Following the success of our guide on “How to Become Homeless,” here are a few more suggestions. We spoke of earthquake, fire, foreclosure, and domestic disharmony as popular methods of achieving homelessness. Another strong force has been the change in entire societal institutions. In Looking Up at the Bottom Line: The Struggle For the Living Wage, Richard R. Troxell describes some of the ways in which large demographic segments have been rendered homeless, especially young men and single older men. He writes,
Adding to the complexity of homelessness was the loss of several million SROs (single room occupancy units) when motels and cheap apartments were torn down and replaced with condominiums or made into parking lots. Another dynamic affecting our nation’s poor was the decision by the YMCA, the Young Men’s Christian Association, to leave the SRO field of housing.
Back in the day, and we mean way back, even a family of lower economic status could conceivably be living in a large, rambling house. Almost any house could be made into a boarding house. Rooms could be rented to traveling salesmen, or teachers (who were not allowed to be married), or even actors.
More recently, the trend in houses became smaller, yet more open. It’s much more difficult to carve out a space for an extra person or family. Now, cities and neighborhoods and housing developments all have rules about how many unrelated people can cohabit, how many cars per household, how many toilets, and so on. Nobody’s home is their castle, not if they want to rent out a room. This is bad both for homeowners who need some extra cash, and for people who need cheap temporary digs.
If rental housing is available, the prospective renter is faced with numerous hoops through which to jump. High move-in costs, don’t get us started. First, they charge you to even look at the place. Yes, there is a fee to even apply. And if the manager is crooked, you may expect more special fees to be extracted, down the line. To move in requires a lump sum of first and last month’s rent plus security deposit, with of course more deposits for special circumstances like pets.
Not to say this is necessarily wrong. It costs a lot to refurbish a trashed apartment, and people can be pigs. The self-justification is, “So what? It’s the landlord’s money.” Maybe so, but he’s gonna get it back from all the other tenants. For that kind of vindictiveness, everybody pays. It may be necessary, out of fairness to landlords, to pay the equivalent of three months’ rent up front. But it’s not easy. Here’s the situation, as described in Looking Up at the Bottom Line:
More than the minimum wage is required in every state to be able to afford a one bedroom apartment at Fair Market Rent, as set by the U.S. Department of Housing and Urban Development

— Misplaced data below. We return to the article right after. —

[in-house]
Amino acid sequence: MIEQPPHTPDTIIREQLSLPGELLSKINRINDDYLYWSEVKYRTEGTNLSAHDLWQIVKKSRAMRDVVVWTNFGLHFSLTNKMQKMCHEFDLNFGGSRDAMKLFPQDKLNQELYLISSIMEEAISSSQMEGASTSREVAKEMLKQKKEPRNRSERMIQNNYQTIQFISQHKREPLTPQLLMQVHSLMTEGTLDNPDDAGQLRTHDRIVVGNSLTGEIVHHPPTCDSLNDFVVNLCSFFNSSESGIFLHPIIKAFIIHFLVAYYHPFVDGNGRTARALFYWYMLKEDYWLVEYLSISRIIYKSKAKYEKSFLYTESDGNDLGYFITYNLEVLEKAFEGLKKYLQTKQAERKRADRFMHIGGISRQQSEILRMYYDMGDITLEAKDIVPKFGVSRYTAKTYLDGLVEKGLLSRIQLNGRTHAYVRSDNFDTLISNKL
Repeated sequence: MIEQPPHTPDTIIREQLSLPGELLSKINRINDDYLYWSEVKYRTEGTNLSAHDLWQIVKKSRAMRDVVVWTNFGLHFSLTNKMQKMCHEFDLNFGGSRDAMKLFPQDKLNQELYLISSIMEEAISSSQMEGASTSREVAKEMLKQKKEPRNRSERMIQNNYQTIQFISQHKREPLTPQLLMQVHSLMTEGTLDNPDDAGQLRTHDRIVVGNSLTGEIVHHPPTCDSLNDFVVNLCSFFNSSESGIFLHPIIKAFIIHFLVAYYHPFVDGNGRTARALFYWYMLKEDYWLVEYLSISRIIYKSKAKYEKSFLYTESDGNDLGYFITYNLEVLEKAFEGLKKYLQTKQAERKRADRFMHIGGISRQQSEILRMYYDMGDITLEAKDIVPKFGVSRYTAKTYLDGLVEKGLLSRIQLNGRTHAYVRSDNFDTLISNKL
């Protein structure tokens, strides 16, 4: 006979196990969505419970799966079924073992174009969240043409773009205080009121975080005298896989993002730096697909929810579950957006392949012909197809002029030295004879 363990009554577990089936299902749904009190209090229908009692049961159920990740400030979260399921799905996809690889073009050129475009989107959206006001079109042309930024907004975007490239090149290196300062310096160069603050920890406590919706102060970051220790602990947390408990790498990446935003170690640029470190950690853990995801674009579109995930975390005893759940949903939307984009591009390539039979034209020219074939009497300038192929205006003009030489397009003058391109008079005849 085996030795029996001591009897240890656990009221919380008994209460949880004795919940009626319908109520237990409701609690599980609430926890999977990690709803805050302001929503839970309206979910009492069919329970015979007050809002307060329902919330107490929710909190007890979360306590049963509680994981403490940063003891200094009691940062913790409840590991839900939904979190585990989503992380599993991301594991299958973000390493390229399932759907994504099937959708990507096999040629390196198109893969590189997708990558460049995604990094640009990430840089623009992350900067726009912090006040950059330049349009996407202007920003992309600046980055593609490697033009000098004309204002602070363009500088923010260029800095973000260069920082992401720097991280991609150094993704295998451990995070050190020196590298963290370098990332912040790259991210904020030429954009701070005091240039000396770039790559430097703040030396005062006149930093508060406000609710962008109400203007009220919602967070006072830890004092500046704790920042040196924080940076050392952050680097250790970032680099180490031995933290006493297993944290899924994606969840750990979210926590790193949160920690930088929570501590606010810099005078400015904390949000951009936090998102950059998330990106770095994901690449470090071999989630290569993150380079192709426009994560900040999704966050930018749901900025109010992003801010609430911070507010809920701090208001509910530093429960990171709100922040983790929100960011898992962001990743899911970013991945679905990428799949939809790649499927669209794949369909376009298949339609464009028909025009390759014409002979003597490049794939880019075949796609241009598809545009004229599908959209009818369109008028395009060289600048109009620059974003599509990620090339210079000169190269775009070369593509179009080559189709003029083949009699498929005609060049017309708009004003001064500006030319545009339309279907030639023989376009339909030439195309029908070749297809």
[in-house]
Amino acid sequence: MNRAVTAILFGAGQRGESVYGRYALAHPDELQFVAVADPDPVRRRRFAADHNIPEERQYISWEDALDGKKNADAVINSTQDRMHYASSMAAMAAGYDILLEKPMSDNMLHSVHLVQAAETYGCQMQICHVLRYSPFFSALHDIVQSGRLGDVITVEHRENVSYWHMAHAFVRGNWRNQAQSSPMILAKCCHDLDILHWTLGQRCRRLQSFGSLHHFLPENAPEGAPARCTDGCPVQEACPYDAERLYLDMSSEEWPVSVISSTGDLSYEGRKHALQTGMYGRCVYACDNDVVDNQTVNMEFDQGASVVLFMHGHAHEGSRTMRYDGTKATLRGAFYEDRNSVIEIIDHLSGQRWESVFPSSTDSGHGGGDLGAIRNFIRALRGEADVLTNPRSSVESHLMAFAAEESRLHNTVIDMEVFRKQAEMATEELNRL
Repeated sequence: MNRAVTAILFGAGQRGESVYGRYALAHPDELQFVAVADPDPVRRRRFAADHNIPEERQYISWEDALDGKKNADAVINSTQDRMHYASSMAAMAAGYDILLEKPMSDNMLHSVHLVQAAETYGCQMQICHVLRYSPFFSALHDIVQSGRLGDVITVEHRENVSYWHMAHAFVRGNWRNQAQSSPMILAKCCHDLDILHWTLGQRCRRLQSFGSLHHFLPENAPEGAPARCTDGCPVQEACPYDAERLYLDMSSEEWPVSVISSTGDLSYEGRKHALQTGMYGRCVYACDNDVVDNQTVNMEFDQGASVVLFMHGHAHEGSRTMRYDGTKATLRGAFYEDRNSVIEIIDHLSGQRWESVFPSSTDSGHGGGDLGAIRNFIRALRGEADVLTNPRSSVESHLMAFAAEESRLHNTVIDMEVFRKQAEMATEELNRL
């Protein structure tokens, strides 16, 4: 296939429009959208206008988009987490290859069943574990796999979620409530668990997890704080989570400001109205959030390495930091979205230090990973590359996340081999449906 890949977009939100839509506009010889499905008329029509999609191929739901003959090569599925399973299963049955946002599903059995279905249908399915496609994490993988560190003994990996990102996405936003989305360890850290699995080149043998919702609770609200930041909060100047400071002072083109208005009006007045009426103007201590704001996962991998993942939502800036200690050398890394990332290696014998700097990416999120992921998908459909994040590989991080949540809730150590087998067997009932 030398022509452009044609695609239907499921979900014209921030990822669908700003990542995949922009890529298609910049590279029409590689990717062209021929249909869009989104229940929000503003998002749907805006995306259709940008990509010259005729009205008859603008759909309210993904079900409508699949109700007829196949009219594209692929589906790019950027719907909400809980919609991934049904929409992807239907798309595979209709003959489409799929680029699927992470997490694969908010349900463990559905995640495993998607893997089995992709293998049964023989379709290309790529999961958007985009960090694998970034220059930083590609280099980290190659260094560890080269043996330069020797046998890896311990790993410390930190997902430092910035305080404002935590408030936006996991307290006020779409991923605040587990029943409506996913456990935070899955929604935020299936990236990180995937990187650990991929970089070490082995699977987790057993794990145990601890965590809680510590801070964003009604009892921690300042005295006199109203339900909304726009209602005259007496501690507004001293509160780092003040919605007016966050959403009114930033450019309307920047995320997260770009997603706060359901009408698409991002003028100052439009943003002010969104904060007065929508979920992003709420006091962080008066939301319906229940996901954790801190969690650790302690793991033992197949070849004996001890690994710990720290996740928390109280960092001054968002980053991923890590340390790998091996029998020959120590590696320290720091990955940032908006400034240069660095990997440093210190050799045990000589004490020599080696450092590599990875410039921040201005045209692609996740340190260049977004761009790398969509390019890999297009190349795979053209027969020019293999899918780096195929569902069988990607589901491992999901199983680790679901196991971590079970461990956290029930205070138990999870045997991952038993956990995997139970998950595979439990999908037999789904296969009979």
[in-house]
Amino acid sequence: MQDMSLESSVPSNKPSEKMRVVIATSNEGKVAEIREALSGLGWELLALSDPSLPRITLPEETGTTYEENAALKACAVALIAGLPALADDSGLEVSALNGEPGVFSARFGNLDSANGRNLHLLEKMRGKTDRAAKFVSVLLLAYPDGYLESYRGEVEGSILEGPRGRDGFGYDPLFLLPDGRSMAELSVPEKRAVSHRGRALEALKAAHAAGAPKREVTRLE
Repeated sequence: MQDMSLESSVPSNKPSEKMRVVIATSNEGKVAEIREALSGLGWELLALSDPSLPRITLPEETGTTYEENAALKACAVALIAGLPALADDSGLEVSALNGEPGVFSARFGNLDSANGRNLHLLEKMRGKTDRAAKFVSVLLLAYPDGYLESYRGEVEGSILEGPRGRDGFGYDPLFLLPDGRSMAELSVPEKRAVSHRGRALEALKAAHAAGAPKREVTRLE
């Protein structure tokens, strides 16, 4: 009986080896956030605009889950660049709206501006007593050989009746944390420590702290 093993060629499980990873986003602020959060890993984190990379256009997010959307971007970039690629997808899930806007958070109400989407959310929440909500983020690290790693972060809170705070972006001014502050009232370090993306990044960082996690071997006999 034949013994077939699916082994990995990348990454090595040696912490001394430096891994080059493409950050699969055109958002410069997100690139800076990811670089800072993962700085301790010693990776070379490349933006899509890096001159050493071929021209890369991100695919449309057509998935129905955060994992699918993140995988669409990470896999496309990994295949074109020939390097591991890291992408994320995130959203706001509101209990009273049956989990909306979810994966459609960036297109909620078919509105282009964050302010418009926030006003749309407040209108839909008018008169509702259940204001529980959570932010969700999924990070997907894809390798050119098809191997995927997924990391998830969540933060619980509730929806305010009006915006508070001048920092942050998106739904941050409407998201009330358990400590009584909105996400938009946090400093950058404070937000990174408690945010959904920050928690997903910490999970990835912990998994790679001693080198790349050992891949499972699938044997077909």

This is why America is seeing a lot of economic homelessness, which is what happens when even those who are working full-time can’t afford a place to live. You are invited to learn more about the Universal Living Wage, which is expected to end homelessness for over 1,000,000 minimum-wage workers and prevent economic homelessness for all 10.1 million minimum-wage workers.
We have talked about Jimmy McMillan, who got a lot of attention in last year’s New York State gubernatorial race. His platform, “The Rent Is Too Damn High,” inspired AnnaMaria Andriotis to explore the question in The Wall Street Journal.
She relates how, in the midst of a phone conversation with another reporter, McMillan stopped a passerby on the street to ask if his rent was too high. And one of the examples she gives of impossible rent comes from Austin, Texas, coincidentally the city where Richard R. Troxell lives and works with House the Homeless. Andriotis writes,
In Austin, Texas, a new two-bedroom two-bath condo runs around $1,800, but cost $1,200 before the downturn, says Jack McCabe, CEO of McCabe Research & Consulting, which tracks the housing industry. In Austin, income fell 4.9% to $35,522, making that 35% of income threshold a meager $1,036 rent payment.
Andriotis also mentions the mysterious formula that addresses the question, “How much rent should a renter pay, if a renter could pay rent?” She writes,
Many personal finance experts say you should spend no more than 35% of your take-home gross income on rent (not including renter’s insurance) whether you live in a high- or low-cost area.
Wait a minute! Just a little while ago, the experts were telling us not to spend more than 30% of our income on rent. Now it’s more. As responsible citizens today, we are supposed to feel as wise and mature about paying 35% as we felt a few years ago when the experts advised us to put a lid on at 30%. And it’s not as if we have a choice about it. Even 30% and 35% are not the worst. Apparently, some people spend more than 40% of their income on rent. That is one of the criteria for eligibility when Habitat for Humanity helps a family build a house.
You know what? It used to be 25%. That’s what the financial advisors used to say. Within living memory, it was taught in home economics class. You were a prudent money manager and a good citizen if you followed the rule of not paying out more than a quarter of your income for rent. It’s insidious percentage creep, meant to fool us into thinking we are doing the grown-up thing by handing over such a large proportion of our income for rent. They keep raising the bar, and pretending that nothing is amiss. They’re messing with our heads, and it’s positively Orwellian.
Source: Looking Up at the Bottom Line: The Struggle For the Living Wage by Richard R. Troxell
Source: “Is Your Rent Too Damn High?,” The Wall Street Journal, 10/19/10
Image by Rex Dingler/dingler1109, used under its Creative Commons license.0